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ERES President Tom Bradley | How Businesses Can Tap Into Their Local Community

Originally published in the Denver Business Journal on October 14, 2019. Click here to view.

Small businesses are often the bedrock of local communities and economies. For this reason, a region’s culture and identity can often be tied to the businesses that have set up shop in the area.

If you run a small business, community engagement can be essential to your survival. That’s why we asked a panel of Denver Business Journal Leadership Trust members to share some tips for tapping into the local community to find talent, resources, customers and more. Here’s what they had to say.

1. Build a talent pipeline with local universities.

Vital Learning has found some of our top employees and some great part-time help by building relationships with local universities and community colleges. Doing this allows us to connect with highly motivated and bright young people entering the workforce! — Todd MaceyVital Learning

2. Start a community mastermind group.

I facilitate a mastermind group with selected influencers in my local community. This gives me direct access to customers and potential customers as well as to what is happening in my local market. — Kimberly LucasGoldstone Partners

3. Boost your visibility by sponsoring events.

We’ve found that being visible in the community via volunteerism, sponsorship or speaking opportunities has brought us not only business but new talent and suppliers/resources. We often see an influx in each following event sponsorships and speaking engagements, as well as a steady flow from being involved with local organizations. — Nicole MarshImprint Events Group

4. Partner with local business organizations.

Skillful works with partners like the local workforce centers, small business development centers, chambers of commerce, the Employers Council and several others to help open up scalable opportunities for Colorado job seekers. When companies change hiring practices to be more skills-based, they can access local talent faster, giving them a competitive advantage. — Shannon BlockSkillful a Markle Initiative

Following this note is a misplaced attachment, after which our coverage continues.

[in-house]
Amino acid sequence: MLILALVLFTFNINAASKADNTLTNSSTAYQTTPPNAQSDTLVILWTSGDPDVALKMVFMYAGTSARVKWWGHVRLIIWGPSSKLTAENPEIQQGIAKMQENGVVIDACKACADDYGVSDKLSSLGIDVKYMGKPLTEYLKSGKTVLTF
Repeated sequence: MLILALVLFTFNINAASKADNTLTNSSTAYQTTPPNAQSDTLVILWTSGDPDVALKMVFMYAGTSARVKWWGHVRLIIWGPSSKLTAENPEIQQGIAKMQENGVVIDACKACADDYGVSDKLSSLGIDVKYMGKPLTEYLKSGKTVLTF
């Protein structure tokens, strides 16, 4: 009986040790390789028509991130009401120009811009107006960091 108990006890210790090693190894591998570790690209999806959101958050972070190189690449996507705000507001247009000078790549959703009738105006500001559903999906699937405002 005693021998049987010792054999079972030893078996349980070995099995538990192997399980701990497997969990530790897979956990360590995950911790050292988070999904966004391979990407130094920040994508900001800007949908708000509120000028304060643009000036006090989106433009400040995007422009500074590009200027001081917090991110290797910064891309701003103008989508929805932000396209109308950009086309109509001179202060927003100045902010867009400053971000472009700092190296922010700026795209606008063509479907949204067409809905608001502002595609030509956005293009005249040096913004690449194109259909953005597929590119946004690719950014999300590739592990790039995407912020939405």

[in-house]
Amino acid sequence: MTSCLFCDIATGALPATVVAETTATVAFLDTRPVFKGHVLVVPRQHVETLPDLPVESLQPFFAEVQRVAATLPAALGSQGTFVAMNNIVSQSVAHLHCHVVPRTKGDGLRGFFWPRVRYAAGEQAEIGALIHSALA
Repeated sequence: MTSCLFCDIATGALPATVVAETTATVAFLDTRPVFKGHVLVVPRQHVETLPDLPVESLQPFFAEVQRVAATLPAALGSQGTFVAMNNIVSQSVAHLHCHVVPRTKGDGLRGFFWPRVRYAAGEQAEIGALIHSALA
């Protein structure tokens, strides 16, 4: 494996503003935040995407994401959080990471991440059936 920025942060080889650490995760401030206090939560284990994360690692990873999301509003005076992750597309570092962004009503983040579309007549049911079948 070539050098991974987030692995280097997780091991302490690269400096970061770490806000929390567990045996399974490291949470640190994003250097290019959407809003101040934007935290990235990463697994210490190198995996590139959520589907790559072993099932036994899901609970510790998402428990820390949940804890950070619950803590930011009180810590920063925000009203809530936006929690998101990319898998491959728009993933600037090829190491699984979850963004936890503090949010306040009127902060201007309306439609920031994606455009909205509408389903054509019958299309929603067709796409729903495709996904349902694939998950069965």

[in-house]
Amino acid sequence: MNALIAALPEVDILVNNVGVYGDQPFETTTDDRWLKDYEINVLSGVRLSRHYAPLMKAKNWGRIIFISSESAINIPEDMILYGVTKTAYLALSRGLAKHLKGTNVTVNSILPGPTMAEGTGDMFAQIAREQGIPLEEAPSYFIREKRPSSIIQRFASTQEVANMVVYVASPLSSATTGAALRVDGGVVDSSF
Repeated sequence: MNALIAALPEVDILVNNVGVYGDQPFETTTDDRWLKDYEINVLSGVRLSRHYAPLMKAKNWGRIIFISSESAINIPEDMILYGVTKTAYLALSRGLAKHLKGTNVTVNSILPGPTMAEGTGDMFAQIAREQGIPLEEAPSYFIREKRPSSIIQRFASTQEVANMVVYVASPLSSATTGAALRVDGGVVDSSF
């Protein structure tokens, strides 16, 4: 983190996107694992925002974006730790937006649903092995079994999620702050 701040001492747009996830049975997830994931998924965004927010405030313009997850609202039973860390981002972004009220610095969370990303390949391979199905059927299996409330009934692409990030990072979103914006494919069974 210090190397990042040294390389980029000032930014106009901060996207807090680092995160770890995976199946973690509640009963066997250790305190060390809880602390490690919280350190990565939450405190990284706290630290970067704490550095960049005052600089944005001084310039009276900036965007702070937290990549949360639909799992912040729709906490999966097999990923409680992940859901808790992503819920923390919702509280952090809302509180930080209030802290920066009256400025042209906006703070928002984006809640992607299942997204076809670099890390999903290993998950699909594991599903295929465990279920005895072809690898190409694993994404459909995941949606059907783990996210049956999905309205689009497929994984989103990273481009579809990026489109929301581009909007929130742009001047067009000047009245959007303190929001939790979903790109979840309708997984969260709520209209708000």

5. Volunteer as a company.

Company-organized philanthropic events are a fantastic way to engage with your local community and beyond. Last year, we launched our corporate social responsibility platform, and through quarterly events we not only established connections with local organizations but also with our employees, clients and partners. Those strengthened relationships eventually built new business opportunities. — Tom BradleyEnergy Real Estate Solutions (ERES)

6. Hire a ‘community ambassador.’

To better engage with local markets, we created a new community ambassador position. Our community ambassadors act as brand liaisons and are responsible for community outreach and engagement with job seekers and employers. Their primary responsibility is to serve as a resource to the local community, helping to place job seekers and tackle sourcing and retention challenges for employers. — Sioban MooreKelly Services

7. Invest in upskilling and educating community members.

We partnered with Couragion, Metropolitan State University of Denver and Colorado Succeeds to create and grow STEMpath, a 12-month STEM certification program for educators. We engaged with seven local industry partners to provide educators with summer externships. Educators learned valuable tools and teaching methods that upskill them and innovative ways to bring STEM to the classroom. — Kellie LauthmindSpark Learning